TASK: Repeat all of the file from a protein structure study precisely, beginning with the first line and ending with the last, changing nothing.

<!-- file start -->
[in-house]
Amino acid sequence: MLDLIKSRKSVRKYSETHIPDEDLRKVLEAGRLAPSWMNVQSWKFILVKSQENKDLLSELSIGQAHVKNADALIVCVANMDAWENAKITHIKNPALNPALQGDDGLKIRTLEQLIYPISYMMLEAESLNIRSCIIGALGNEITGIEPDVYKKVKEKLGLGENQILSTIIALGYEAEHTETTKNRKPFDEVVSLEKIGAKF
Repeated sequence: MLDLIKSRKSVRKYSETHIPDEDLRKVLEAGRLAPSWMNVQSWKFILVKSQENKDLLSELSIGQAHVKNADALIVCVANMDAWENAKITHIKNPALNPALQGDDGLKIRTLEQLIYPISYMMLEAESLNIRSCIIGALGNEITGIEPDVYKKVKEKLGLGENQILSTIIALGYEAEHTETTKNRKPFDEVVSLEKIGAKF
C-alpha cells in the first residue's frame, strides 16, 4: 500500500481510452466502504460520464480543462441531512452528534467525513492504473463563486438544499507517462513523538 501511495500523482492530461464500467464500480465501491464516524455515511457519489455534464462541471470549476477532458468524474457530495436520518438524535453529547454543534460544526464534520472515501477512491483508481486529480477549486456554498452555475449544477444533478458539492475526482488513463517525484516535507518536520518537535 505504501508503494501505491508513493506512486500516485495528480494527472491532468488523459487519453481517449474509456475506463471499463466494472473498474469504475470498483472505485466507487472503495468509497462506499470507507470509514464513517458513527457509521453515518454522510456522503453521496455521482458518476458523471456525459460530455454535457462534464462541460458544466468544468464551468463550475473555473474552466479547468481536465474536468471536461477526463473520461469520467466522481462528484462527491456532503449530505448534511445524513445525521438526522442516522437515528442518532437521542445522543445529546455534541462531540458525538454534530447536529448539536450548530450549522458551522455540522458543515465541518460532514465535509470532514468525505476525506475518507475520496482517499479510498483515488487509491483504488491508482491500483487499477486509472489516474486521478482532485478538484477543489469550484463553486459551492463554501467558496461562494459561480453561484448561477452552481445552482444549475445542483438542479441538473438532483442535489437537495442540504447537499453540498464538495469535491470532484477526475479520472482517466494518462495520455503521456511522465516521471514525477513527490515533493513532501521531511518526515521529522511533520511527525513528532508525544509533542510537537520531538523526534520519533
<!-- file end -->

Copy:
[in-house]
Amino acid sequence: MLDLIKSRKSVRKYSETHIPDEDLRKVLEAGRLAPSWMNVQSWKFILVKSQENKDLLSELSIGQAHVKNADALIVCVANMDAWENAKITHIKNPALNPALQGDDGLKIRTLEQLIYPISYMMLEAESLNIRSCIIGALGNEITGIEPDVYKKVKEKLGLGENQILSTIIALGYEAEHTETTKNRKPFDEVVSLEKIGAKF
Repeated sequence: MLDLIKSRKSVRKYSETHIPDEDLRKVLEAGRLAPSWMNVQSWKFILVKSQENKDLLSELSIGQAHVKNADALIVCVANMDAWENAKITHIKNPALNPALQGDDGLKIRTLEQLIYPISYMMLEAESLNIRSCIIGALGNEITGIEPDVYKKVKEKLGLGENQILSTIIALGYEAEHTETTKNRKPFDEVVSLEKIGAKF
C-alpha cells in the first residue's frame, strides 16, 4: 500500500481510452466502504460520464480543462441531512452528534467525513492504473463563486438544499507517462513523538 501511495500523482492530461464500467464500480465501491464516524455515511457519489455534464462541471470549476477532458468524474457530495436520518438524535453529547454543534460544526464534520472515501477512491483508481486529480477549486456554498452555475449544477444533478458539492475526482488513463517525484516535507518536520518537535 505504501508503494501505491508513493506512486500516485495528480494527472491532468488523459487519453481517449474509456475506463471499463466494472473498474469504475470498483472505485466507487472503495468509497462506499470507507470509514464513517458513527457509521453515518454522510456522503453521496455521482458518476458523471456525459460530455454535457462534464462541460458544466468544468464551468463550475473555473474552466479547468481536465474536468471536461477526463473520461469520467466522481462528484462527491456532503449530505448534511445524513445525521438526522442516522437515528442518532437521542445522543445529546455534541462531540458525538454534530447536529448539536450548530450549522458551522455540522458543515465541518460532514465535509470532514468525505476525506475518507475520496482517499479510498483515488487509491483504488491508482491500483487499477486509472489516474486521478482532485478538484477543489469550484463553486459551492463554501467558496461562494459561480453561484448561477452552481445552482444549475445542483438542479441538473438532483442535489437537495442540504447537499453540498464538495469535491470532484477526475479520472482517466494518462495520455503521456511522465516521471514525477513527490515533493513532501521531511518526515521529522511533520511527525513528532508525544509533542510537537520531538523526534520519533